Bleach staining is one of the most common afflictions of carpets today. Regardless of extant misconceptions, the majority of carpet bleach stains are usually correctable! As long as there is viable fiber, color can be re-introduced. |
A bleach stain should always be dyed first. If this should fail, which is rare, then plugging or cutting a section and replacing it should be performed. All shades and colors of carpet on the market today are composed by combining a different ratio of only three primary colors. All it takes is a slight amount of any one of these colors missing to produce a partial bleach stain. This occurance is very frequent in the off white and lighter colored carpets popular today.
Dyeing Bleached Area
If the fibers have not been degraded to the point of powdering, they can usually be redyed to blend into the entire carpet. Some believe that bleach destroys the dye sites of the fiber. This may be true to a degree. But to destroy all the sites would mean destroying the entire fiber. Nylon and wool, which constitute most carpets today, have dye sites throughout their entire construction. If there is any fiber at all, it is usually dyeable! Color correctability of these are based upon the individual situation. There are procedures that have applicability to all of these fibers--even polypropylene! However, feasibility of color correction is unique to each situation.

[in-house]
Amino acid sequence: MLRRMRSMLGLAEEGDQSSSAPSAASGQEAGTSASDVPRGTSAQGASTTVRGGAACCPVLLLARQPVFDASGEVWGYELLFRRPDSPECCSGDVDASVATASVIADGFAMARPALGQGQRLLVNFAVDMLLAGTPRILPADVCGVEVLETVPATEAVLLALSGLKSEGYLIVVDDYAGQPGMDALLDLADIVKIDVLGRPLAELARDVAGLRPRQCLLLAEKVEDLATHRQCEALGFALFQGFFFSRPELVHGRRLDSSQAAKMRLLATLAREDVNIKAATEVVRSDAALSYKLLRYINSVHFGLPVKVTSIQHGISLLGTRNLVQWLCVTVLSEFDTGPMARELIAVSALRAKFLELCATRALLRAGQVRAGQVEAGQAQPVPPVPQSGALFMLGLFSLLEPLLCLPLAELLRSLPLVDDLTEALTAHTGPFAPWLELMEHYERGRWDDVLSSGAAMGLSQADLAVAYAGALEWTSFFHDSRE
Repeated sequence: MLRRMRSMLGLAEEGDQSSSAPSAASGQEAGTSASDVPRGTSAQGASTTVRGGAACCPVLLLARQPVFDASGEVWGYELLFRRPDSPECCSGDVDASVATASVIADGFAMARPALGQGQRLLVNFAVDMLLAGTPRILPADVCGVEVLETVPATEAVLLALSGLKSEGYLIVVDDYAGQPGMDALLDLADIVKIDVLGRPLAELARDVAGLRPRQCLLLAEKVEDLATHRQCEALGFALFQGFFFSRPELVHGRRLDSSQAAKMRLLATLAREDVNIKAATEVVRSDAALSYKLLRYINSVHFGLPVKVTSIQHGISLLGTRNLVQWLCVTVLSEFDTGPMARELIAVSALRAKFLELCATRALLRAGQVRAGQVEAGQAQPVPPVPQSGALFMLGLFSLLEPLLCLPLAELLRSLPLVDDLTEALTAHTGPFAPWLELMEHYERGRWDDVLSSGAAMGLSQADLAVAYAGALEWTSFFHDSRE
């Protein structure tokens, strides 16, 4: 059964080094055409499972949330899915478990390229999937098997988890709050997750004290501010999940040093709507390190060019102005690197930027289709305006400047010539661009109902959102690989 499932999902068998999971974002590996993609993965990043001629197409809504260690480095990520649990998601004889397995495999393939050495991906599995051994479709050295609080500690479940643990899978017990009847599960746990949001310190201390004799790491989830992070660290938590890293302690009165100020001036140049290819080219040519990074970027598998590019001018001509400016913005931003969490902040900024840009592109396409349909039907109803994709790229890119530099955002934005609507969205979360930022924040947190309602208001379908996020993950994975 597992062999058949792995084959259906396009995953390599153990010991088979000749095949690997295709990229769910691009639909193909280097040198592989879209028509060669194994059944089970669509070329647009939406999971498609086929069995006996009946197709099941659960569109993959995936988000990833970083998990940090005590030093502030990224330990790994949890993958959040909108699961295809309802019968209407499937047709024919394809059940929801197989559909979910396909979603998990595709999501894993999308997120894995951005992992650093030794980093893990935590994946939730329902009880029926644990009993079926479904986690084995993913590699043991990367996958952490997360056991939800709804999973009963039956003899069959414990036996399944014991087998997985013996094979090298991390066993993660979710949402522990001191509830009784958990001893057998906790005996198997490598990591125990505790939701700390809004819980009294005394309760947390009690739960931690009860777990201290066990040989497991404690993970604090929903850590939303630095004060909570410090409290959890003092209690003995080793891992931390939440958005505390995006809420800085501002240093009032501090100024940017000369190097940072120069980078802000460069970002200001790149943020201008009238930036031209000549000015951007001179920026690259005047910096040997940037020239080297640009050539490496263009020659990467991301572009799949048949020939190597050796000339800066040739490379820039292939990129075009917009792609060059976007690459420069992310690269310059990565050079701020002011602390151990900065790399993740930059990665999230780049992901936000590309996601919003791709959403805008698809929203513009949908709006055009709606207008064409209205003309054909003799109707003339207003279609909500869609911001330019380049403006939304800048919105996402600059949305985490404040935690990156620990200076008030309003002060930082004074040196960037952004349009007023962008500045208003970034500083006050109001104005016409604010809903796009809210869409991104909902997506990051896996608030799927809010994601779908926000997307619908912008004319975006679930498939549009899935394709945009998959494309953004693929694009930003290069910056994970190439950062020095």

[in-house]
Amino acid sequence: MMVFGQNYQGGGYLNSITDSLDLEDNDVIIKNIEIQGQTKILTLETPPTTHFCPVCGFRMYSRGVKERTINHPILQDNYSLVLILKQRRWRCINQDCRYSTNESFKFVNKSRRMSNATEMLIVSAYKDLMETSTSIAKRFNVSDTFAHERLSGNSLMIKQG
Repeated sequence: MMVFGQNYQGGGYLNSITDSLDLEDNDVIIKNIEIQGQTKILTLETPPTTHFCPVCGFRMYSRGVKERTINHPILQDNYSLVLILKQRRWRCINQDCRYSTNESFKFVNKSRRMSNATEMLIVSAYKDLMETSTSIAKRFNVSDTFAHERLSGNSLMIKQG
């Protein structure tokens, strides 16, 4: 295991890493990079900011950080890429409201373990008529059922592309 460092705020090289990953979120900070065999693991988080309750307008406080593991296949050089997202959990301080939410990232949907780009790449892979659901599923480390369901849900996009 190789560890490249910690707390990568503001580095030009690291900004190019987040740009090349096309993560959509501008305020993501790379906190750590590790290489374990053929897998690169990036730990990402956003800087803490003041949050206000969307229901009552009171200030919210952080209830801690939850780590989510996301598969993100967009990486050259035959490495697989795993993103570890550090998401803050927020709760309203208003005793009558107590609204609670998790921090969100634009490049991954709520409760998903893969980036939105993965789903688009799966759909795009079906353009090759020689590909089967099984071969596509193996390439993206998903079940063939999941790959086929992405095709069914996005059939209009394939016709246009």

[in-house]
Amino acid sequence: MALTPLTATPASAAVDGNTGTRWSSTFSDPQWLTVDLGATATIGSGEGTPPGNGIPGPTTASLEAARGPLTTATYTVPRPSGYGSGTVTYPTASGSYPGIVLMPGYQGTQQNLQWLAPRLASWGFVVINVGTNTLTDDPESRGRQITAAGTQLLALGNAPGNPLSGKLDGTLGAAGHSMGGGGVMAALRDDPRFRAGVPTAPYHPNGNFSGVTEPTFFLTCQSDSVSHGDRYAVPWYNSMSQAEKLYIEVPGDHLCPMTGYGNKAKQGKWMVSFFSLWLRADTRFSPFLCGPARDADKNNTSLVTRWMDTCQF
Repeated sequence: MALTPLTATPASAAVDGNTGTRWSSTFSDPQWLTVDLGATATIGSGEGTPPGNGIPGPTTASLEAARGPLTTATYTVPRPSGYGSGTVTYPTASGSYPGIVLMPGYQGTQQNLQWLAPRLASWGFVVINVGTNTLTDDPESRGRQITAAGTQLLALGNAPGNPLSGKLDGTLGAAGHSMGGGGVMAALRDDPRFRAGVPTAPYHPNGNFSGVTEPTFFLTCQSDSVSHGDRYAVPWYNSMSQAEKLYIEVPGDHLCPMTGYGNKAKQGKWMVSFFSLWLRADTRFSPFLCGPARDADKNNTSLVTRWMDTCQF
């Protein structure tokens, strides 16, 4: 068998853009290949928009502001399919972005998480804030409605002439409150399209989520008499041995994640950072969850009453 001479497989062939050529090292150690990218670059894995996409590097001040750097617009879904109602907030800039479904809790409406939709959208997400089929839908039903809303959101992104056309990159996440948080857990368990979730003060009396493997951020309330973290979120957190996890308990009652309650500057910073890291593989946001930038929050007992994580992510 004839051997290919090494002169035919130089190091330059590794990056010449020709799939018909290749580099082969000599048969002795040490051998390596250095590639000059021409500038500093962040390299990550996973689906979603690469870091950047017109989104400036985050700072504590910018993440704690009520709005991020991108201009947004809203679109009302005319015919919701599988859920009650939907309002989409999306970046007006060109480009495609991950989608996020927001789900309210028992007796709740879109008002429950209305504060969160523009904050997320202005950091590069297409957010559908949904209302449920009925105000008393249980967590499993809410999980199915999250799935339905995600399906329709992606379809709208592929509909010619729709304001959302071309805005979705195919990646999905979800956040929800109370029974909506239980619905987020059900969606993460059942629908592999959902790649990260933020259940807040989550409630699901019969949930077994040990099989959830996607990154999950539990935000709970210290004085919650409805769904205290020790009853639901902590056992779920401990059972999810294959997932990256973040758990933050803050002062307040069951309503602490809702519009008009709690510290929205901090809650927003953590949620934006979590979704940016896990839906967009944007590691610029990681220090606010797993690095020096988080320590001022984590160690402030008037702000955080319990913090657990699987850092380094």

Often a question is asked as to the permanency of the correction. The material used is as permanent as in the original construction. The correctional dyes employed are the same dyes used by the mills. The only factor that can be a problem, is the completeness of the bleach neutralization process. All the bleach in the carpet must be neutralized! If it isn't, re-bleaching can occur. The amount of bleach and/or the newness of the bleach can be the determining factor as to the cost feasibility of correction.
The types of bleaches that cause the most problems are those containing chlorine. Usually, chlorine based household or swimming pool bleaches are the offenders. The peroxide bleaches, as in ache and other medications, are also a common problem
Replacing Bleached Area
Bleach stains or faded, discolored spots on your carpet cannot be fixed by cleaning. Usually, the only way to fix an unsightly bleach stain or other discoloration is to replace that portion of the carpet.
If you don't have any carpet remnants left from your carpet installation, you may be able to remove a large enough piece from an obscure area of carpet, such as the back corner of a closet. It is important that the carpet be a nearly exact match in order for the repair to look as seamless as possible.
Steps to follow:
Measure off the area you need to replace, and with the carpet cutting tool, carefully cut out the damaged section of carpet. Using the exact measurements, cut your carpet remnant to fit. (NOTE: If you are using the Carpet Cookie Cutter, the sections will automatically be the same size, no measurements are necessary) Peel and stick the self-adhesive carpet tape to the section where the carpet patch was removed. Place the new piece of carpet on the tape and press down firmly. Using a wide tooth comb, gently comb the fibers of the new patch so they blend in with the existing carpet.
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